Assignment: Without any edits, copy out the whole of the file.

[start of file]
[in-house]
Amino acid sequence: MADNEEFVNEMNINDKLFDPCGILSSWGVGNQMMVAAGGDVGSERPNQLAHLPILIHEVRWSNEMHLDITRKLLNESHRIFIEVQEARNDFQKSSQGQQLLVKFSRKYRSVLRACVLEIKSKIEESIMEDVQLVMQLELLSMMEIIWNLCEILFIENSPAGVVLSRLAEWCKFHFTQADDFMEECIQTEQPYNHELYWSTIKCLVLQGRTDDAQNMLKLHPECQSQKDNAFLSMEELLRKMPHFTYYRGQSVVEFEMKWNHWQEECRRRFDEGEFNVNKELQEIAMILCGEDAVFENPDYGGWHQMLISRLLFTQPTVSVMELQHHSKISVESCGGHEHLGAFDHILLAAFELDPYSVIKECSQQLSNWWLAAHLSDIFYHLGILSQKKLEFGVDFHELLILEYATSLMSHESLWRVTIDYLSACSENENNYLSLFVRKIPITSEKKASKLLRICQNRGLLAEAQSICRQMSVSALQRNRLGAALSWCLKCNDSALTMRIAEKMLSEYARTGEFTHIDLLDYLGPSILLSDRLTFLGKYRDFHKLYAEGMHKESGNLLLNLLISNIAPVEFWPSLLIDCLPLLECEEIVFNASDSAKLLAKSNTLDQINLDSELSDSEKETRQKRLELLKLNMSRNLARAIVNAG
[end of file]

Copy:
[in-house]
Amino acid sequence: MADNEEFVNEMNINDKLFDPCGILSSWGVGNQMMVAAGGDVGSERPNQLAHLPILIHEVRWSNEMHLDITRKLLNESHRIFIEVQEARNDFQKSSQGQQLLVKFSRKYRSVLRACVLEIKSKIEESIMEDVQLVMQLELLSMMEIIWNLCEILFIENSPAGVVLSRLAEWCKFHFTQADDFMEECIQTEQPYNHELYWSTIKCLVLQGRTDDAQNMLKLHPECQSQKDNAFLSMEELLRKMPHFTYYRGQSVVEFEMKWNHWQEECRRRFDEGEFNVNKELQEIAMILCGEDAVFENPDYGGWHQMLISRLLFTQPTVSVMELQHHSKISVESCGGHEHLGAFDHILLAAFELDPYSVIKECSQQLSNWWLAAHLSDIFYHLGILSQKKLEFGVDFHELLILEYATSLMSHESLWRVTIDYLSACSENENNYLSLFVRKIPITSEKKASKLLRICQNRGLLAEAQSICRQMSVSALQRNRLGAALSWCLKCNDSALTMRIAEKMLSEYARTGEFTHIDLLDYLGPSILLSDRLTFLGKYRDFHKLYAEGMHKESGNLLLNLLISNIAPVEFWPSLLIDCLPLLECEEIVFNASDSAKLLAKSNTLDQINLDSELSDSEKETRQKRLELLKLNMSRNLARAIVNAG